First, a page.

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Taiwan Bonds Rise Before Government’s Second-Quarter Sale Plan

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March 23 (Bloomberg) -- Taiwan bonds rose and the currency was little changed before the government releases its debt sale plan for the second quarter today.

The island’s dollar strengthened earlier after central bank Governor Perng Fai-nan announced yesterday he would leave the discount rate on 10-day loans at 1.875 percent and focus on inflation rather than boosting growth in 2012. A government report today showed factory output increased 8.4 percent last month from a year earlier, after contracting more than 16 percent in January.

“What’s happening now is growth isn’t as bad as before and the focus now is inflation,” said Wee-Khoon Chong, a strategist at Societe Generale SA in Hong Kong. “We might expect a stronger currency as a result.”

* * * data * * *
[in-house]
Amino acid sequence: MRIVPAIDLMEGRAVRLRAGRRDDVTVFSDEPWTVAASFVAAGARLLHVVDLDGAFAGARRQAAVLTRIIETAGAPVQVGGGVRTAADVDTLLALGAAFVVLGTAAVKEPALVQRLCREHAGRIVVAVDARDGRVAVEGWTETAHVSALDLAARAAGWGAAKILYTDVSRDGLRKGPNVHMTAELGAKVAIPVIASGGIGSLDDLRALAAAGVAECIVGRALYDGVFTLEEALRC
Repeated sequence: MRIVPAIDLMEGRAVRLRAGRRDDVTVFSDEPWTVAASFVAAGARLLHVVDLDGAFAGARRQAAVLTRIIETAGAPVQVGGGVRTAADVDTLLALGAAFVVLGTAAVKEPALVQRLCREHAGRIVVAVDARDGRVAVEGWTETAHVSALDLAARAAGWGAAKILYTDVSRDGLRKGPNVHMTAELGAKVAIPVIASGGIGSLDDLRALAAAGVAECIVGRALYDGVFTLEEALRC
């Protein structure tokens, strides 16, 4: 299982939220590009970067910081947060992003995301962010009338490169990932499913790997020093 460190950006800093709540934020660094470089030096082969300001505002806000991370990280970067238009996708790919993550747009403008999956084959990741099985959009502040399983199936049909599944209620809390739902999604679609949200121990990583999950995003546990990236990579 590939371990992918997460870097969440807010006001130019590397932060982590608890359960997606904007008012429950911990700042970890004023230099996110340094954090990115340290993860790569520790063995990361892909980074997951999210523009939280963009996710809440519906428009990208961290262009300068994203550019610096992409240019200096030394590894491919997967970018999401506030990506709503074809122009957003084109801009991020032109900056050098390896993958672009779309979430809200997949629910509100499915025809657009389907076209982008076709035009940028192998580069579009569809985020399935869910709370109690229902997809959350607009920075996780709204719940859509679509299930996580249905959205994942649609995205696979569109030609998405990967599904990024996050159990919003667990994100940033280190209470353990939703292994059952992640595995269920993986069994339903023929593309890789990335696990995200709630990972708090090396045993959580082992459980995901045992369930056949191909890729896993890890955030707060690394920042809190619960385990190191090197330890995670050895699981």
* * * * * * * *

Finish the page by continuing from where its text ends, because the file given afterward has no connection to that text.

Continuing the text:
The yield on the government’s 1.25 percent bonds due March 2022 fell one basis point today and during the five-day period to 1.283 percent, according to Gretai Securities Market. It reached 1.30 percent on March 15, the highest level for a benchmark 10-year note since Jan. 6, according to data compiled by Bloomberg.

Taiwan’s dollar traded at NT$29.585 against its U.S. counterpart, compared with NT$29.585 yesterday, according to Taipei Forex Inc. It weakened 0.08 percent this week. One-month implied volatility, a measure of exchange-rate swings that traders use to price options, dropped 10 basis points, or 0.10 percentage point, to 4.4 percent, the lowest since September 2010.

The overnight money-market rate was little changed at 0.399 percent today and during the five-day period, according to a weighted average compiled by the Taiwan Interbank Money Center.

To contact the reporter on this story: Andrea Wong in Taipei at awong268@bloomberg.net

To contact the editor responsible for this story: Sandy Hendry at shendry@bloomberg.net

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